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They have the key, and we reveal their secrets

They have the key, and we reveal their secrets

Another UK law firm is opening an office in Australia – and with no billable-hour targets, this new firm reckons it is different from all the rest.

Another UK law firm is opening an office in Australia – and with no billable-hour targets, this new firm reckons it is different from all the rest.

London-headquartered firm Keystone Law officially launched in Australia today (30 May) as Keypoint Law.

The domestic offering has the financial support of the UK firm and is being structured along similar lines to its British backer.

“The Keystone model is a fundamentally different way of practising law,” said Warren Kalinko (pictured), the firm’s inaugural Australian CEO and a former head of legal at OneSteel, when talking to Lawyers Weekly. “It offers lawyers a level of autonomy, freedom and flexibility in their legal practice, which is like the control you would have in running your own sole practice.”

Keystone in the UK was established in London just over 10 years ago, opening additional offices in Bristol, Guernsey and Cape Town.

The firm has around 150 lawyers and 25 support staff.

The Australian arm of the firm will be called Keypoint due to the unavailability of the name ‘Keystone’ in Australia.

The firm’s recruitment strategy will be based on offering fee earners the chance to pocket 70 per cent of the fees they generate from clients, which is significantly higher than what most law firms offer their lawyers.

Keypoint’s lawyers will also have carriage to structure fees directly with the client, with the freedom to move away from hourly billing.

Lawyers will not face billable-hour targets.

“There is tremendous flexibility for lawyers to suit the offering to the client, as that lawyer knows what works best as they have that long-standing relationship with the client,” said Kalinko. “There is no central dictating from the firm on these sorts of things.”

Keypoint has already secured the services of a number of high-profile practitioners.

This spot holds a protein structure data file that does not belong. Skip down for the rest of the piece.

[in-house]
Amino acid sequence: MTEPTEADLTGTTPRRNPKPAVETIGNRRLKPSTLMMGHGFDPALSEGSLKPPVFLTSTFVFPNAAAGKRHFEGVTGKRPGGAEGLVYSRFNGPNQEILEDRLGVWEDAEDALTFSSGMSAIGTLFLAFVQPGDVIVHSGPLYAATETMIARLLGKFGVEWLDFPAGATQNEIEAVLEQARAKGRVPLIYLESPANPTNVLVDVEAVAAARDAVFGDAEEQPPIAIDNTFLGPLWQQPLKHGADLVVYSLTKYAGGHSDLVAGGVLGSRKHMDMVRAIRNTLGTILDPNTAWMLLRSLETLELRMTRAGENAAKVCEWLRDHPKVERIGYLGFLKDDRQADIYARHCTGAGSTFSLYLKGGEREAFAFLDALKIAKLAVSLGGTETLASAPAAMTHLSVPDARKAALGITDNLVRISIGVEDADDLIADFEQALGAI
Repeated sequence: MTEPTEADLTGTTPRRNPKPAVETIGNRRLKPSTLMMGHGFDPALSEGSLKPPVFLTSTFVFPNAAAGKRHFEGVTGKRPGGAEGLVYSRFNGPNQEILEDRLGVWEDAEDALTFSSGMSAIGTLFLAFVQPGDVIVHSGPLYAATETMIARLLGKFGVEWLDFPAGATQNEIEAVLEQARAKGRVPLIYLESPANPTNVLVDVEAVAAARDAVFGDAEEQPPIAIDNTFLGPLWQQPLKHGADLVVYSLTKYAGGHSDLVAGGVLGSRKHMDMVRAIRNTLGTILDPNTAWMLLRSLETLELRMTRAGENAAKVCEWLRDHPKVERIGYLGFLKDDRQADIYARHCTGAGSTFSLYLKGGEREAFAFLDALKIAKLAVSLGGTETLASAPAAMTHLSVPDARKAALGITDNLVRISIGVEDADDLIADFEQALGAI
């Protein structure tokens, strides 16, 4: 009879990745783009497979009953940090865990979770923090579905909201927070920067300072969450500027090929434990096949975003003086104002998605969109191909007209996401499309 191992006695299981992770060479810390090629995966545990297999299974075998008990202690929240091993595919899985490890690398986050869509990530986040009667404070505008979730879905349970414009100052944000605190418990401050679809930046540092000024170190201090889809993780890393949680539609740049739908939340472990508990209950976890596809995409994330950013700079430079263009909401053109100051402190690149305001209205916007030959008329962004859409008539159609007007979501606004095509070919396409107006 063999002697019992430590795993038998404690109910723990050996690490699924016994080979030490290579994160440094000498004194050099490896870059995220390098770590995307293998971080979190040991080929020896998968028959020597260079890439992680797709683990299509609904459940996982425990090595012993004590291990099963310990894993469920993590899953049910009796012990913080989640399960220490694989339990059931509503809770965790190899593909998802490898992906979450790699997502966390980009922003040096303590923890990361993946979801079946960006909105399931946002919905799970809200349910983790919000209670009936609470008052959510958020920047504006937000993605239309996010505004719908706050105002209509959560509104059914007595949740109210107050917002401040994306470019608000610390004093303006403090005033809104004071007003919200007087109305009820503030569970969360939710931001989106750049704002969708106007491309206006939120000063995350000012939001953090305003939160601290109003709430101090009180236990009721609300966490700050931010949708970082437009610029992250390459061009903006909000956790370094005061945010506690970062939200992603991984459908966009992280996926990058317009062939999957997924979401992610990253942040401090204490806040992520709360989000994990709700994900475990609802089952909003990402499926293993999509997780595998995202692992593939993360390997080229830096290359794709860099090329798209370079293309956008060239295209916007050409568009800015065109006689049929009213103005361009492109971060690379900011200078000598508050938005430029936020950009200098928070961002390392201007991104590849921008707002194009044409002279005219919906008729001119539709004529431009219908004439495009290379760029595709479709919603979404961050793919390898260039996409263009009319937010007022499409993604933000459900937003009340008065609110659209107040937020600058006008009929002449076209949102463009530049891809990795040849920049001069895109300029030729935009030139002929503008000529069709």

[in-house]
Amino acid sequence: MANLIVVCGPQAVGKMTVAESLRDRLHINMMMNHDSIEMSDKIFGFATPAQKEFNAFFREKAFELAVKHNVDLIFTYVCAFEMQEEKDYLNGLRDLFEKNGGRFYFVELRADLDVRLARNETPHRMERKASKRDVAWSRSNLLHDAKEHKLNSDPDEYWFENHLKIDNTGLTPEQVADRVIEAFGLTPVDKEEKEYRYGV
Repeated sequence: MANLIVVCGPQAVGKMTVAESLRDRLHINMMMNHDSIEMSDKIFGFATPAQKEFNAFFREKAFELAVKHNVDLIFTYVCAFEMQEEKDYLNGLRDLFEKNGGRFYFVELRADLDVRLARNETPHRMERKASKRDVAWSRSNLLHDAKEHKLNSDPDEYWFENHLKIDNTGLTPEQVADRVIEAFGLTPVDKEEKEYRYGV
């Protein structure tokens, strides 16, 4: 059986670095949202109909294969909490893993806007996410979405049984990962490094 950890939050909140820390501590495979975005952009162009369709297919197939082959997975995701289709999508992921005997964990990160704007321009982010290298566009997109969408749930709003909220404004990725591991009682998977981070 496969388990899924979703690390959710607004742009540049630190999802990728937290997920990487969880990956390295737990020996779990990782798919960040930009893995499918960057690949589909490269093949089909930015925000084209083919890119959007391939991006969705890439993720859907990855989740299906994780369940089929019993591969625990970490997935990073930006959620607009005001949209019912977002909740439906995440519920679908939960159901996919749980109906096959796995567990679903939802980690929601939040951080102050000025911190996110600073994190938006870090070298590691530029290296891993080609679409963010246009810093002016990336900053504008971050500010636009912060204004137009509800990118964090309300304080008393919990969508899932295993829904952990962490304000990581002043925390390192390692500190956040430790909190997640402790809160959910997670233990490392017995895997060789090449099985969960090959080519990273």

Joining Kalinko will be Shana Schreier-Joffe, who was previously the CEO and managing partner of Harmers Workplace Lawyers.

Philip Argy, a well-known arbitrator and mediator who was the head of King & Wood Mallesons’ Intellectual Property and Information Technology group before leaving the firm in 2007, has also signed up.

Another three lawyers, including Libero Legal founder Lee Pascoe, have also joined the firm.

“We will be a broad-based commercial law firm with a focus on small to medium size enterprise clients,” said Kalinko, adding that the firm was looking to grow quickly and offer expertise across a range of sectors, including high-net-worth private clients.

“While we are not taking on the top-tier and global law firms, we do think we will attract senior lawyers from those large law firms looking for more flexibility and autonomy for their practice.”

Keypoint’s office is in Sydney, although Pascoe will be based in Melbourne.

Patent and IP lawyer Paula Natasha Chavez will be based in Canberra.

Kalinko, who will not practise, said that the firm’s founding lawyers will have the title of either principal consultant or consulting principal.


Junior lawyers need not apply

Keypoint will only recruit lawyers with 10 or more years post-qualified experience.

Kalinko was unequivocal in his denial when asked by Lawyers Weekly if such a hiring strategy flies counter to the new firm’s mantra to be innovative and would stifle the adoption of new ideas.

“We offer something that is not available under the traditional law firm structure, and we have the backing of someone [who has] been doing this for 10 years, so we think we can deliver,” he said.

Kalinko added that clients will be attracted to a model that gives them access to senior lawyers.

“It will not be the case for a [Keypoint] client that you walk into the meeting room, like you do with a law firm, and there is a partner and a senior associate sitting in the room and you pay for both.”

Kalinko said that if certain matters required junior lawyers, such as with a discovery process on a litigious matter, then Keypoint would look at hiring junior lawyers on a contract basis.

Keypoint’s initial board will consist of Kalinko, Taller Technologies CEO Lucas Fuller and James Knight, Keystone’s London-based managing director.

Keypoint expects to announce more board appointments before the end of the year.

While Keypoint is structured differently to large law firms such as King & Wood Mallesons, where Kalinko and Argy have spent part of their careers, it will have competition from rivals in the “alternate law firm” space.

AdventBalance and Plexus are two firms that offer experienced lawyers to clients, including on secondments, whilst often utilising alternate fee arrangements.

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